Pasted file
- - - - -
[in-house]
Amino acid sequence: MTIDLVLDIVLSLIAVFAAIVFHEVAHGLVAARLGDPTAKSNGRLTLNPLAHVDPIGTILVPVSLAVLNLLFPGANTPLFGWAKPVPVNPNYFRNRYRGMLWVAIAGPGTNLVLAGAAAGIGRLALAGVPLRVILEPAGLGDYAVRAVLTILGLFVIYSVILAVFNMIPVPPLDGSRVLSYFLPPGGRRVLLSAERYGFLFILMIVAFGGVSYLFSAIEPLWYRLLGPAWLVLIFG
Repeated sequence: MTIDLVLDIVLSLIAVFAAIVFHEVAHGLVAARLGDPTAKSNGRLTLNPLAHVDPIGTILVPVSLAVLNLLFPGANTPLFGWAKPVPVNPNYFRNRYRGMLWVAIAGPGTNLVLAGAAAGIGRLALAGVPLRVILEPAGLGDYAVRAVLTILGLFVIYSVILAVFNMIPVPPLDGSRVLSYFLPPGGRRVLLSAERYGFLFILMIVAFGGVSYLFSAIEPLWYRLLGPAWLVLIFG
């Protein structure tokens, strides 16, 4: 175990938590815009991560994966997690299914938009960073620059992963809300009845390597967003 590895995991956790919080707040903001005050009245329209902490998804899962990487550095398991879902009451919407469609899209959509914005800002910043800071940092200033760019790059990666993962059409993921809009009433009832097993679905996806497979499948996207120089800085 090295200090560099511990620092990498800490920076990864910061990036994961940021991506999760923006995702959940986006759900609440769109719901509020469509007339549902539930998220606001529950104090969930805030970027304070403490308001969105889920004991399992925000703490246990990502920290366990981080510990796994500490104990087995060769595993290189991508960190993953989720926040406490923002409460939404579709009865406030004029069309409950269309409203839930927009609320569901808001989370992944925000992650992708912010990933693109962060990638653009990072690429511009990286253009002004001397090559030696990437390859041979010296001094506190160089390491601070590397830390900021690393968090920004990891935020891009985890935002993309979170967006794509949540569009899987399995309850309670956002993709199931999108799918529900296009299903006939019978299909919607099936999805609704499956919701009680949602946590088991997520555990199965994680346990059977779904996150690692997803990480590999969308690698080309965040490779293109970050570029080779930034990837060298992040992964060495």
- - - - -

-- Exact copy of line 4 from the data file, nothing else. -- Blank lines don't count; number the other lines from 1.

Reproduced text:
């Protein structure tokens, strides 16, 4: 175990938590815009991560994966997690299914938009960073620059992963809300009845390597967003 590895995991956790919080707040903001005050009245329209902490998804899962990487550095398991879902009451919407469609899209959509914005800002910043800071940092200033760019790059990666993962059409993921809009009433009832097993679905996806497979499948996207120089800085 090295200090560099511990620092990498800490920076990864910061990036994961940021991506999760923006995702959940986006759900609440769109719901509020469509007339549902539930998220606001529950104090969930805030970027304070403490308001969105889920004991399992925000703490246990990502920290366990981080510990796994500490104990087995060769595993290189991508960190993953989720926040406490923002409460939404579709009865406030004029069309409950269309409203839930927009609320569901808001989370992944925000992650992708912010990933693109962060990638653009990072690429511009990286253009002004001397090559030696990437390859041979010296001094506190160089390491601070590397830390900021690393968090920004990891935020891009985890935002993309979170967006794509949540569009899987399995309850309670956002993709199931999108799918529900296009299903006939019978299909919607099936999805609704499956919701009680949602946590088991997520555990199965994680346990059977779904996150690692997803990480590999969308690698080309965040490779293109970050570029080779930034990837060298992040992964060495």